Confessions of a Comic Book Guy is a weekly column by Steve Bennett of Super-Fly Comics and Games in Yellow Springs, Ohio. This week, Steve Bennett discusses the nature of The Batman and takes a look a his potential future role for DC.

I’ve repeatedly written about Superman (see “Confessions Of A Comic Book Guy -- A Better World”), but I’m just as big a fan of Batman and it’s gratifying knowing I’m not the only one.  One of the best-selling, most popular regularly published superhero comic books is Batman (see "Top 50 Comics - June 2021"). I'd go further still; I'd say when most people in the general population think about a superhero comic, they think Batman. So, it's kind of funny how his current comics are so strikingly different from the public's expectations of the character.

I have a little go-to saying that I like to pull out when I come across a moment or even a line from a comic that encapsulates a complex, popular character: “This is who they are, this what they do, this is what they're for.” Being one of the best-known figures on the planet, Batman is dead easy; he's this guy who fights crime, usually committed by over-the-top criminals, and uses an arsenal of super cool gadgets. That’s who he is, that’s what he does, and as for what he’s for; it’s to stop the tragedy that shaped him, the death of his parents, from ever happening to anyone else.

There’s the popular meme that has become DC canon that goes “Batman Always Wins," but you know, you really couldn’t tell it from the last two decades of his comics. While he occasionally fights so-called ‘street crime’, and of course, still has his regular rogue’s gallery, he’s concentrated on larger existential threats to Gotham City since the 90s.  He now deals with threats he doesn’t prevent so much as clean up afterward; I present into evidence such ‘events’ as  Contagion, Legacy, Cataclysm, No Man’s Land, Joker War, The City Of Owls, The War Of Jokes And Riddles, and City Of Bane,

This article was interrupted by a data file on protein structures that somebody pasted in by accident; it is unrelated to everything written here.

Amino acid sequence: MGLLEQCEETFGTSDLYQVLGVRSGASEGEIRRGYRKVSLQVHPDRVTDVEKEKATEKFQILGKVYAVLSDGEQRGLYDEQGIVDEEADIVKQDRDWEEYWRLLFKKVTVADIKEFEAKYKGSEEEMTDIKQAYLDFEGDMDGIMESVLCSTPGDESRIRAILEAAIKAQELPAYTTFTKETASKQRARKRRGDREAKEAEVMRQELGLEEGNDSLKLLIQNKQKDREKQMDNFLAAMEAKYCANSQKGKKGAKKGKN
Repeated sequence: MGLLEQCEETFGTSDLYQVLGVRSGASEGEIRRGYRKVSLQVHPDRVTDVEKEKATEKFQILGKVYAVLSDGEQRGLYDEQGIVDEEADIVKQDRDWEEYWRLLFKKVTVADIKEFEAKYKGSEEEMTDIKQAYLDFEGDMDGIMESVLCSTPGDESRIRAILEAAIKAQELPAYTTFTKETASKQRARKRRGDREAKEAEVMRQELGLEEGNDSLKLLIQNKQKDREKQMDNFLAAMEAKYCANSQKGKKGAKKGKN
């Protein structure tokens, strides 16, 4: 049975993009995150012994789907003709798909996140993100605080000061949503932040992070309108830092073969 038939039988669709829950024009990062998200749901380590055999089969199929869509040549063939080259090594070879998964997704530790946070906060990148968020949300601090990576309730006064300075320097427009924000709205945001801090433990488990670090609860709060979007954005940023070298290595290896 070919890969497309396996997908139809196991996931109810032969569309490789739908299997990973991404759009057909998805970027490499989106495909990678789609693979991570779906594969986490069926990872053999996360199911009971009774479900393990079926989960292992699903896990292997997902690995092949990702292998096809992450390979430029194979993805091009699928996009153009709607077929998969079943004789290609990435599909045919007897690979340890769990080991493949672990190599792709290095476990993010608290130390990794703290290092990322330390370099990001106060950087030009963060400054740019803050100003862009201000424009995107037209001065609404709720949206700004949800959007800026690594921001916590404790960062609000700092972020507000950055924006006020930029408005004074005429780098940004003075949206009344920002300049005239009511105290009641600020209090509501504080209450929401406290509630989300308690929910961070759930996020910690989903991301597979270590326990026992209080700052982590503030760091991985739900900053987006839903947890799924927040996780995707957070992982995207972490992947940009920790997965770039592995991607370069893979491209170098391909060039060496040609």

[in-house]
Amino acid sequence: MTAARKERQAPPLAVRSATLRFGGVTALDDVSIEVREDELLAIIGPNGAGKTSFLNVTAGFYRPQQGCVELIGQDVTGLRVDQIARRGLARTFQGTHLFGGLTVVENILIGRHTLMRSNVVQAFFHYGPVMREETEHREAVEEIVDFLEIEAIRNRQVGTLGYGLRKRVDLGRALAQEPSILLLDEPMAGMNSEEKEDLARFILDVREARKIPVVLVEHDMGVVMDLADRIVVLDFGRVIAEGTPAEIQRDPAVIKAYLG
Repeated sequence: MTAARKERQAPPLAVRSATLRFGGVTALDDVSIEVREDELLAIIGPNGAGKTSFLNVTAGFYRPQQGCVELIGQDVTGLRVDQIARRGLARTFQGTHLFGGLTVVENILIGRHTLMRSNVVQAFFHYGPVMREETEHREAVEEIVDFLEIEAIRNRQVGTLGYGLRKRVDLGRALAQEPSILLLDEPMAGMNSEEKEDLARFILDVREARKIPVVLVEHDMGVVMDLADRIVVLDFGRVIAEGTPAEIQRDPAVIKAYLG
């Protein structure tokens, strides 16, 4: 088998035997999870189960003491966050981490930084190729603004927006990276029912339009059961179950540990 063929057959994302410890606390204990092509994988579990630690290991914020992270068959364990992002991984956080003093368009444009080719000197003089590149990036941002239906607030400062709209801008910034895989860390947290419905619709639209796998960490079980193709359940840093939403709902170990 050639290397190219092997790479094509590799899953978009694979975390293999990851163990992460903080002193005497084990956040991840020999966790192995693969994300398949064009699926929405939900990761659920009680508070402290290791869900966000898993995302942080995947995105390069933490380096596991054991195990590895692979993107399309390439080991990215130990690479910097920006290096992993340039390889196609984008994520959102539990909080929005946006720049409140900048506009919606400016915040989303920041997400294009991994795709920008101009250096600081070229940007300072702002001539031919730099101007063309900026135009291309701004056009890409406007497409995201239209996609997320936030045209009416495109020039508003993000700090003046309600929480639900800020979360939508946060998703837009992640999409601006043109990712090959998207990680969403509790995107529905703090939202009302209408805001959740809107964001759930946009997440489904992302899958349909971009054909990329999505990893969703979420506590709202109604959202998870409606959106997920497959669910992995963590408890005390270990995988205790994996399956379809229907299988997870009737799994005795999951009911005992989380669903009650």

Another problem, as I see it, is how the focus has drifted from Batman to his villains.  I’m all for the creation of new bad guys; the current state of the franchise tends to lean too heavily on the same Unusual Suspects.  But ever since Harley Quinn, there seems to be a concentrated effort to create the next Harley Quinn, which has proven just how hard it is to intentionally create a classic character.  The attempt has given us such unremarkable creations as  Punchline, Ghost-Maker, and Clownhunter.  When I first read about Clownhunter, I have to confess I thought they were kidding, but sadly, Clownhunter is no joke  (not intentionally, anyway).

Then, there’s the matter of the notion of Batman being, as writer Garth Ennis put it, “a billionaire aristocrat who beats up poor people, as well as the mentally ill”. And, while he’s not entirely right, I have to admit some of the optics of his crusade against crime leave something to be desired. It’s probably something DC should keep in mind since we’ll soon be getting a new Batman. Usually, storylines where a new person “takes up the mantle” of an existing hero are perfectly predictable, but as the initial success of Superman: Son of Kal-El has shown there’s an audience for a new hot take on an old hero. 

Hopefully, after decades of punching down and placing people in asylums, this new Batman will dedicate himself to punching up at more white-collar criminals (big pharma pushing opioids anyone?) and take an interest in the un-housed mentally ill who are so often treated like criminals by the police. Considering he’s making plenty of money as it is for DC, I kind of doubt it, but a Batman fan can dream.

The opinions expressed in this column are solely those of the writer, and do not necessarily reflect the views of the editorial staff of